- The cable industry also has its eyes on the next generation network prize
- It too is specifying network technologies that improve latency, boost speeds and improve the economics
- And it also wants to deploy some hype to get things off the ground
The ‘Let’s schedule an exhibition just after New Year’ show in Las Vegas has become - amongst other things - a place for the US cable industry to bare its fangs at the telecoms industry and vice versa.
While the consensus seems to be that the show was a bit of a duffer this year, it still has the advantage, from an exhibitor’s point of view, of being positioned to boost the year ahead. It’s where companies set out their medium-term stalls and make forward looking statements about the many great things they can see ahead - it’s often a bit of a hype-fest.
The last couple of years at CES has seen the cable industry, irritated beyond endurance by Big Telecom’s attempt to rope off next generation networking for its own exclusive use under the 5G moniker, come up with a neat wheeze to draw fire and have the ensuing explosions illuminate some hype of its own.
Part in jest, but with a serious purpose underneath, it decided one or two CESs back to start talking about 10G (twice the speed and twice as good as 5G, geddit?) as a label to be attached to its own ‘soon to be’ standards and technologies. Two, it might have said, can play at that game.
Much derision followed, but the cable industry has stuck to its guns and made ‘10G’ its forward thinking ‘thing’, attaching it to its next set of DOCSIS standards which are going to offer what should sound familiar to those of us battered by two or more years’ worth of 5G talking points: a single silicon platform (better economics), symmetrical capabilities (more flexible to meet different use cases), low latency (attractive to advanced application vendors) and oodles of available bandwidth.
So 10G should serve as a reminder to the mobile side that while 5G may play an important role, it will NOT capture the entire next gen market as I’m still told far too often by 5G enthusiasts. In fact, not even close. Other technologies will play a necessary competitive role in the broad ecosystem. For one thing, Wi-Fi and fibre access are not going anywhere. Wi-Fi is expected to experience strong growth right through the 5G era delineated as Wi-Fi 6 (like 10G, a clever upping of 5G).
Even edge computing (which pointedly changed its ETSI name from Mobile Edge Computing to Multi-access Edge Computing) will service multiple access types, including DOCSIS and fibre broadband.
Cable initially applied the 10G label in an ironic way because it highlighted how redundant it had become to measure competing technologies by their theoretical throughput maximums. Like 5G mobile, DOCSIS 10G cable speeds can ultimately be whatever the provider feels is adequate for the applications being tapped and whatever the user is prepared to pay for. Here is a definition of 10G, originally posted on 10GPlatform.com.
2020 Progress update: The 10G Platform
While 10 gigabit speeds may seem like a far-flung dream, the roadmap to accomplishing this feat has been in place for years with fiber rich broadband networks that already provide 1 gigabit speeds to 80% of U.S. homes. By upgrading these existing networks with a combination of new hardware, software and other engineering techniques, the migration to 10G is both efficient and doesn’t require a massive and protracted network overhaul. Progress towards 10G is well underway in the lab as technologists at CableLabs have passed some major milestones over the past year, while providers have been making incredible progress testing and implementing these developments across the networks. The most exciting developments of 2019 include:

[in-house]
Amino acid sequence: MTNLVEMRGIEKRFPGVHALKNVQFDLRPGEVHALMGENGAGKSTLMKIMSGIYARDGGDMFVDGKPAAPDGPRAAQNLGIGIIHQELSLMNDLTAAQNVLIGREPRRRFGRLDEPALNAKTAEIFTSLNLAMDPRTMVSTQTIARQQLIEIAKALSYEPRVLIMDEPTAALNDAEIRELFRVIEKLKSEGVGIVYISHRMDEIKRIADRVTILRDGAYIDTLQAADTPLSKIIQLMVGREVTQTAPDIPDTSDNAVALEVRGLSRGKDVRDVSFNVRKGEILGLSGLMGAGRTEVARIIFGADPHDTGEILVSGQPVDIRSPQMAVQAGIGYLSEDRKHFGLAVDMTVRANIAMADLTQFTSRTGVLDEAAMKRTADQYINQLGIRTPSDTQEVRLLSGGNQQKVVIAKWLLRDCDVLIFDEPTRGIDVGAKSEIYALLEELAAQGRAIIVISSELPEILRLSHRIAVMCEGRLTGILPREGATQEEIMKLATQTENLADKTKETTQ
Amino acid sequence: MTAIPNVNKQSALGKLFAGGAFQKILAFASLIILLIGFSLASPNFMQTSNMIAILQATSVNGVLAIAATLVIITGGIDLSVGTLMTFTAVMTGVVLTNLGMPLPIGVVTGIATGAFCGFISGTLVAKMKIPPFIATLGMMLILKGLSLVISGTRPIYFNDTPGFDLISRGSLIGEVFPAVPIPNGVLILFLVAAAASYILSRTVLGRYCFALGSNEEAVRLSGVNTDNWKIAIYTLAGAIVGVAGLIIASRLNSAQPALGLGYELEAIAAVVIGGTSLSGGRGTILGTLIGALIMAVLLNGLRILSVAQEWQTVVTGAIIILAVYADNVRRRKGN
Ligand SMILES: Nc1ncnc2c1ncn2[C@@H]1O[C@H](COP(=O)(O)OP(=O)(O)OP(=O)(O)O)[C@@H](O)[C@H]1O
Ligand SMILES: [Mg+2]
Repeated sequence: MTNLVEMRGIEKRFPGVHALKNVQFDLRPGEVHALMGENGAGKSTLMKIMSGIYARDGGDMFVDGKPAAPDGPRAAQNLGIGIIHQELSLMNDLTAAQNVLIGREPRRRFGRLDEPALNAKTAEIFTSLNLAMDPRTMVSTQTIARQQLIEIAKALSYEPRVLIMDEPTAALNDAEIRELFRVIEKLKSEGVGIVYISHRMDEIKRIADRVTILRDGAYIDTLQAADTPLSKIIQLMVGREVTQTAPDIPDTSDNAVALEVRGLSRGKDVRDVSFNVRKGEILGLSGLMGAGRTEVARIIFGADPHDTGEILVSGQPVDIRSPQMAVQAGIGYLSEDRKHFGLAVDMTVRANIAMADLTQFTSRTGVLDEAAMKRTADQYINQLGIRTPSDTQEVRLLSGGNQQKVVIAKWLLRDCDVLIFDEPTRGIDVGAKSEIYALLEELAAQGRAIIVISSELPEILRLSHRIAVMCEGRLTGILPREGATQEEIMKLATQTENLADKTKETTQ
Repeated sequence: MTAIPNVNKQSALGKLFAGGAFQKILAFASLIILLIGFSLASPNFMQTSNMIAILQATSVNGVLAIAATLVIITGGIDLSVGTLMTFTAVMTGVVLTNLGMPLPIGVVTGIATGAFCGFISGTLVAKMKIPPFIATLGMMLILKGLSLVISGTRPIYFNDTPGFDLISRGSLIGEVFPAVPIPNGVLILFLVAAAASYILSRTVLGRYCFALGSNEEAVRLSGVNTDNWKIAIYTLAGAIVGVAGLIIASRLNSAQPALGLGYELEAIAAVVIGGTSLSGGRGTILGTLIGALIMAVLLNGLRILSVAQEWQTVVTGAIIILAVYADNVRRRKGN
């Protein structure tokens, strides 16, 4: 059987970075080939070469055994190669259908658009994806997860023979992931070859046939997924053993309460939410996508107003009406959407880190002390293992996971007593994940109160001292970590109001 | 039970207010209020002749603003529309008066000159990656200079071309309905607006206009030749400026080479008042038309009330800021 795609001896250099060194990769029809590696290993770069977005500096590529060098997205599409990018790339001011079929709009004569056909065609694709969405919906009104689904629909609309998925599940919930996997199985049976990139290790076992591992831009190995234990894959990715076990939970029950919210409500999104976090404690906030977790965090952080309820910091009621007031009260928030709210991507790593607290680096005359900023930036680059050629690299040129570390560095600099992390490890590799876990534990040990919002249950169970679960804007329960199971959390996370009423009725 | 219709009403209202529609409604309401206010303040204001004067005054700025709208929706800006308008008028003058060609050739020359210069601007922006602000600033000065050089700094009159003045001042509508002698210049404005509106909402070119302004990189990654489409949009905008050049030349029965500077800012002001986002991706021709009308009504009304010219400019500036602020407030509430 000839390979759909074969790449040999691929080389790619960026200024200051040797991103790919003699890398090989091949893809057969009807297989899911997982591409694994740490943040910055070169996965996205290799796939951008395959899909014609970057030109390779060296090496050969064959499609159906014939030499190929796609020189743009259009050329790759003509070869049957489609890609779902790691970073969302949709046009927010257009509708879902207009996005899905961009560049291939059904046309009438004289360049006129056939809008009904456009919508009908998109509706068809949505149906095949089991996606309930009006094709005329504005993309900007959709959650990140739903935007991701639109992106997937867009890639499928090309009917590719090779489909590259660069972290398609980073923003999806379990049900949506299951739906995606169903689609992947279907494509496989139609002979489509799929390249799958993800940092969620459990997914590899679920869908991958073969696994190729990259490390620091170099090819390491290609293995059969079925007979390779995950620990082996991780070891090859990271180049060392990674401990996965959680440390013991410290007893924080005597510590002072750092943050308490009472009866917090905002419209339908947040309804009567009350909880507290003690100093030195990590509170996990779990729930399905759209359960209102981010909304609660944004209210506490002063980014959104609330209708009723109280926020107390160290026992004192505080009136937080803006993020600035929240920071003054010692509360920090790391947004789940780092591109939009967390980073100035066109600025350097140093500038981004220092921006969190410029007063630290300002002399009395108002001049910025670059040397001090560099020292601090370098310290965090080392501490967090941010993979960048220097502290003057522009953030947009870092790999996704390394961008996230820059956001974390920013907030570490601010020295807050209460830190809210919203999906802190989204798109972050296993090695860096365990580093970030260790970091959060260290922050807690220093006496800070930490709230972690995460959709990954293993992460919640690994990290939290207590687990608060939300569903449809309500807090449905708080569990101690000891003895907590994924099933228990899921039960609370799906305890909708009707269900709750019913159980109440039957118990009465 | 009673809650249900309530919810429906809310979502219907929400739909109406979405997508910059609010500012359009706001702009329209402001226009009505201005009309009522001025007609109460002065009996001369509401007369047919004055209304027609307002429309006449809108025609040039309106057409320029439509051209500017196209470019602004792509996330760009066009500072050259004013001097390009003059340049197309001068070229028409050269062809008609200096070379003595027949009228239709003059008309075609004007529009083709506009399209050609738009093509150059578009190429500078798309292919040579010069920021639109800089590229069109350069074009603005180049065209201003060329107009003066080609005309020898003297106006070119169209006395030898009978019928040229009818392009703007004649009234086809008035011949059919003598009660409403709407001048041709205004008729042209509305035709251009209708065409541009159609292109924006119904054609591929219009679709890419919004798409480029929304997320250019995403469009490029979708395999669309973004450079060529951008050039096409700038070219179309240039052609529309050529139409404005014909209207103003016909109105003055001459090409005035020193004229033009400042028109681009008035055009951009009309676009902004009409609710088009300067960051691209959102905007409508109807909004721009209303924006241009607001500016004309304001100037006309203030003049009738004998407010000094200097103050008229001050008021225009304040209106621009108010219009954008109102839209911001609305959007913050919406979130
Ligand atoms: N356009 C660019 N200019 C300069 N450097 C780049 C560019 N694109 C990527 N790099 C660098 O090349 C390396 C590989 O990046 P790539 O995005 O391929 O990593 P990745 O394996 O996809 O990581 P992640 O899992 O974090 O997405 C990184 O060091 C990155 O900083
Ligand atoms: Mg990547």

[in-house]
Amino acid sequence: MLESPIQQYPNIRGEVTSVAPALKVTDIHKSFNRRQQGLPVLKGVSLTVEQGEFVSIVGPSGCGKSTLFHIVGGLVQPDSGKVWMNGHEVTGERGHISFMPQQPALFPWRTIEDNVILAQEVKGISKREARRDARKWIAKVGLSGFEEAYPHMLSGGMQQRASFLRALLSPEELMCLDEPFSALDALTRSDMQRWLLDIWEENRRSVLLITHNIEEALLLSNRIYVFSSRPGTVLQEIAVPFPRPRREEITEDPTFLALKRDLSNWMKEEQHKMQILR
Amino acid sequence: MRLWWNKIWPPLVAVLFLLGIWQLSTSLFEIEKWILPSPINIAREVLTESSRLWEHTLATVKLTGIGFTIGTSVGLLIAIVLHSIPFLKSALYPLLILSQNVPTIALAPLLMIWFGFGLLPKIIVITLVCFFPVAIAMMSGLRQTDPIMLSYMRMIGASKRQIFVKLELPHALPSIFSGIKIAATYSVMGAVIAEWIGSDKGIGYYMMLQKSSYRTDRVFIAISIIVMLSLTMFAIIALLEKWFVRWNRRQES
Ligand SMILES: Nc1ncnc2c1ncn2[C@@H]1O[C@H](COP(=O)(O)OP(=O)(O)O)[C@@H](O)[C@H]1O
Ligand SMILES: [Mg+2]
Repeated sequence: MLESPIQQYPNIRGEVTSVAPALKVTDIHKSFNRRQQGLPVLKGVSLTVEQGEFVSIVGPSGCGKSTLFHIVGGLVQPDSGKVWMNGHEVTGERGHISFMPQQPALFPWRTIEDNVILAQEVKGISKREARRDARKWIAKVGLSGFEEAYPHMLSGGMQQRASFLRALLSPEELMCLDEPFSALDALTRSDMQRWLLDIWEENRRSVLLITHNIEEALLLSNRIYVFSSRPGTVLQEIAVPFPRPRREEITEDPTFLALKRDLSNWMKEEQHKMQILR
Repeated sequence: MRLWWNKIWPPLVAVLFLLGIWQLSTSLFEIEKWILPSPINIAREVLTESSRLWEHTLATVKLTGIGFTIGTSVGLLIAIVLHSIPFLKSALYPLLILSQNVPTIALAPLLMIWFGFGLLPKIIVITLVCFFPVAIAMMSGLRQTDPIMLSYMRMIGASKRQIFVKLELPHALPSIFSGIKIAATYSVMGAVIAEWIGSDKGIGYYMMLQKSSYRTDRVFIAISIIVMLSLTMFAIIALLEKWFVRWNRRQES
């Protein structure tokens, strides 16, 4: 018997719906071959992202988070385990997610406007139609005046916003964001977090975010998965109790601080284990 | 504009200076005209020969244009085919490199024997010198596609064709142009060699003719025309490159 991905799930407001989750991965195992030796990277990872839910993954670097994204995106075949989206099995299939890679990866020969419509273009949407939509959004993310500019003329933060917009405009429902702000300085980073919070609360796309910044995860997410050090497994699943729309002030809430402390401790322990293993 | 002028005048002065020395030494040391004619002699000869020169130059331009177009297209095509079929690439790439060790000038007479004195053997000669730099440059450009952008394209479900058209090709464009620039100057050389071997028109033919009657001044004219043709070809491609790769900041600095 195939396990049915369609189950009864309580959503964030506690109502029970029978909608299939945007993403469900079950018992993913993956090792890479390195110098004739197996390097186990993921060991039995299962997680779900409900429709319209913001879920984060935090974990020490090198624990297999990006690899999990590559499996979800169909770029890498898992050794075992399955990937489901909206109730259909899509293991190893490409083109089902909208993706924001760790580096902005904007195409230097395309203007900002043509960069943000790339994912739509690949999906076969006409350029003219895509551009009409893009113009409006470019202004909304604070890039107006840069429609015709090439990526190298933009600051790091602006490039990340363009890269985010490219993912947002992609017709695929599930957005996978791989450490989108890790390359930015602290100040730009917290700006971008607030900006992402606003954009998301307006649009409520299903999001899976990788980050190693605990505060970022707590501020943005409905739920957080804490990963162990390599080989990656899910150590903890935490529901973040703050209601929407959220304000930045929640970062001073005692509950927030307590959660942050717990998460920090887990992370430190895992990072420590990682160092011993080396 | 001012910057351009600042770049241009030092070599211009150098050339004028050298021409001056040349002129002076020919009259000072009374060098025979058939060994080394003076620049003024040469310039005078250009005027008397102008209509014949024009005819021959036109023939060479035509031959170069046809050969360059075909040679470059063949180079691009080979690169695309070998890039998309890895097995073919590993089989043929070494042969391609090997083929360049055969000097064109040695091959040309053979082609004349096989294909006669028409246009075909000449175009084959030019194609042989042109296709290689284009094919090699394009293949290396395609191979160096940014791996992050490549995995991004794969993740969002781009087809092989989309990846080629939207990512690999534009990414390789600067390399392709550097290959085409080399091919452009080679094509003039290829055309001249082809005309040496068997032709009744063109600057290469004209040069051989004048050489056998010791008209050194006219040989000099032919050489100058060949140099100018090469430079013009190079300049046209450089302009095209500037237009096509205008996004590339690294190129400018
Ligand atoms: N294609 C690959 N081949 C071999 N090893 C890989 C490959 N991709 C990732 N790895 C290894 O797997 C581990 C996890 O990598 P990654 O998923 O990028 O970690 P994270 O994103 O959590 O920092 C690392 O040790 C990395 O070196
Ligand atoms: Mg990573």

The rapid development of the DOCSIS 4.0 spec, the first major update to the DOCSIS specification in six years. This new specification integrates both full duplex and extended spectrum capabilities to give operators flexibility in how to increase network capacity to deliver on the promise of symmetric multi-gigabit speeds over hybrid fiber coax networks.
The release of a new 200 Gbps Point-to-Point Coherent Optics specification, a critical component for enabling our interconnected future, designed to leverage the next generation of silicon and resulting networking equipment expected to arrive by 2020. These new devices are set to double the capacity of the cable access network – utilizing existing fiber – enabling the enhanced services and experiences promised as a part of the 10G future.
The introduction of Low Latency DOCSIS (LLD) into the DOCSIS specification and the announcement of Low Latency Xhaul (LLX). By decreasing latency to just 1ms for several applications, LLD and LLX decrease load times, increase the responsiveness of online gaming, provide a smoother video chat experience, and enable high performance convergence of fixed and mobile networks by reducing latency between the two.
The release of Dual Channel Wi-Fi, which eases network congestion, enabling a 10G reliable Wi-Fi connection. By providing one or more channels for downstream-only data, this technology enables a myriad of connected experiences, as more devices can be connected to the network at once without slowing down network traffic. This means that different family members can stream, game and browse the Internet at the same time with each one experiencing a high-quality user experience without getting in each other’s way.
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